We here at the RateNow Get Loud blog will, from time to time, share thoughts that are personal in nature, rather than business or marketing or texting focused. We do this for the following very important reasons:
- We, as humans, have a belief that humans want to do business with other humans. As such, we are unafraid to show our total human-ness to other humans and also Google bots and other Internet things.
- As humans, we think life at work and life in business are just a part of life, and the personal side informs and inspires, too, and so there’s value in sharing things like this.
- We’ll run out of texting stuff to talk about sometimes, because you can only say that business should be texting with their customers in so many ways before you start pissing people off with the monotony, so we need some other topics on which to pontificate.
So, with that disclaimer, on with the first chapter of the Get Loud Shmarmy Personal Post series.
We took our oldest to college yesterday. He’ll be studying something with a frightening amount of math at Southern Utah University in Cedar City, Utah. If you are unfamiliar with Cedar City, Utah, here’s a brief list of bullet points that will help you know the place:
- It’s so windy 335 days per year that bald men refuse to wear hair pieces
- Fine dining in the area is represented in one word: Sizzler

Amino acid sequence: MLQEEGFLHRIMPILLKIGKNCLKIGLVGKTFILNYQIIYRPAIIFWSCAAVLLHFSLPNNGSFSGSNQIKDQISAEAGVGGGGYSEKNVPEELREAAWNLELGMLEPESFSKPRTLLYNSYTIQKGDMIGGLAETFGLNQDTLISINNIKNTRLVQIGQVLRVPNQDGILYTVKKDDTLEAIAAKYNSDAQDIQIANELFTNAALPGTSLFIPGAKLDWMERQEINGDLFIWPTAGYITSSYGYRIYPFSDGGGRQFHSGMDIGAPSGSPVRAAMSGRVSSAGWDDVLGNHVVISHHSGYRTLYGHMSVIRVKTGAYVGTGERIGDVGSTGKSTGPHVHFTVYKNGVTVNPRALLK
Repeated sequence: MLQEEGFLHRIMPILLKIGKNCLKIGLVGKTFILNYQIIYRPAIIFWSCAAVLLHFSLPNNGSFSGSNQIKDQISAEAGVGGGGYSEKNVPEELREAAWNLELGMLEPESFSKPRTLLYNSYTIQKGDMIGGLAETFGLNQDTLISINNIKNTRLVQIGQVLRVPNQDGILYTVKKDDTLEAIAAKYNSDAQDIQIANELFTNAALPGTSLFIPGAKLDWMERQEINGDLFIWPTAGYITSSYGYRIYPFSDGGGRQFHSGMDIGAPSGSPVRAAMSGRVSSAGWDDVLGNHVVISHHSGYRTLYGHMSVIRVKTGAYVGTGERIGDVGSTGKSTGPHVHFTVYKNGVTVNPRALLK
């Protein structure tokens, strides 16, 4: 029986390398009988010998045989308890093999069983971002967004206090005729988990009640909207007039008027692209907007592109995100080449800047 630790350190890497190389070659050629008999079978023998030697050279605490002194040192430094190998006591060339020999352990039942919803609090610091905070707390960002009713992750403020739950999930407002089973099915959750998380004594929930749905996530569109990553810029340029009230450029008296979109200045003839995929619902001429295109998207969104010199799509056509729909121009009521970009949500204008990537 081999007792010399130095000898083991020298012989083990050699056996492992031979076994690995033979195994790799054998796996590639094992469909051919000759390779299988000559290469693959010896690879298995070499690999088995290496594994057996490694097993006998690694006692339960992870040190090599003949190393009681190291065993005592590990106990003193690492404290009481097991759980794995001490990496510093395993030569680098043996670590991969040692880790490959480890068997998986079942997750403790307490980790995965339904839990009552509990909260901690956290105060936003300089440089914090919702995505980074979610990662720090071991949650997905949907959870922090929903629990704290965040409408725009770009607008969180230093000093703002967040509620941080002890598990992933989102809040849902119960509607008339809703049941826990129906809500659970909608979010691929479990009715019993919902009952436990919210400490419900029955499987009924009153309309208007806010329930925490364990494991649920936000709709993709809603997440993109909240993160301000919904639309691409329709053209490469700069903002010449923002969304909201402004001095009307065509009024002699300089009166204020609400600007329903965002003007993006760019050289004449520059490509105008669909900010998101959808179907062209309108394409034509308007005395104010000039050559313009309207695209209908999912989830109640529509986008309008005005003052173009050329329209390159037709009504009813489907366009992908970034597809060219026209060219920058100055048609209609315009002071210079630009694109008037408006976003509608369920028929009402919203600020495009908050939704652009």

- There’s a State Park there called the Frontier Homestead, which you’d think has something to do with Pioneers settling the place. However, out front, there’s a gargantuan backhoe digging up an old metal barrel. We don’t know if this is representative of the whole place, because we’ve never made it past the backhoe.
But, in all honestly, there’s a certain charm in Cedar City, especially now that we have flesh and blood claiming residency there.
His name is Brigham. He was born in 2001. He’s now in college. And yes, you’re getting old. However, with all of the feelings floating around right now at RateNow HQ as thick as pheromones at a Zac Efron movie, we won’t get into too much detail about his life, except those points that are relative to the point of this post.
When he was in 7th grade, Brigham got alopecia. At first glance at the word Alopecia, you may think by this diagnosis that he was turning into an alpaca. Common mistake, but, like the exact opposite. Rather than growing the thick, verdant coat of a South American camel, Brigham instead started to lose his hair. All of it. Gradually. It started with his eyebrows, so he looked like an alien. Over the ensuring months, it was little piles of hair on his pillow every morning. Then, he started to be able to pull his hair out in chunks. That’s alopecia. It’s some kind of auto-immune thing where your immune system attacks your hair follicles, and you end up looking like a very well-shorn sheep.
Throughout these months of losing his hair, Brig would go to a dermatologist and get steroid shots to stimulate hair growth. Shots. With a needle. In his head. And in his freaking eyebrows. Shots. These were not an unpainful thing. Also, they didn’t work. The hair just kept falling out. Finally, he had enough, and in 8th grade, he shaved his head. It was a frightening day, but so incredibly awesome.
Imagine being in 8th grade. Perhaps the worst year nature could possibly bestow upon humanity, designed by the same engineers that came up with the ironing board. Now, take that year, and then go to 8th grade bald. That was Brigham. Bald in 8th grade. Every day. As hairless as a hairless cat, but much cuddlier.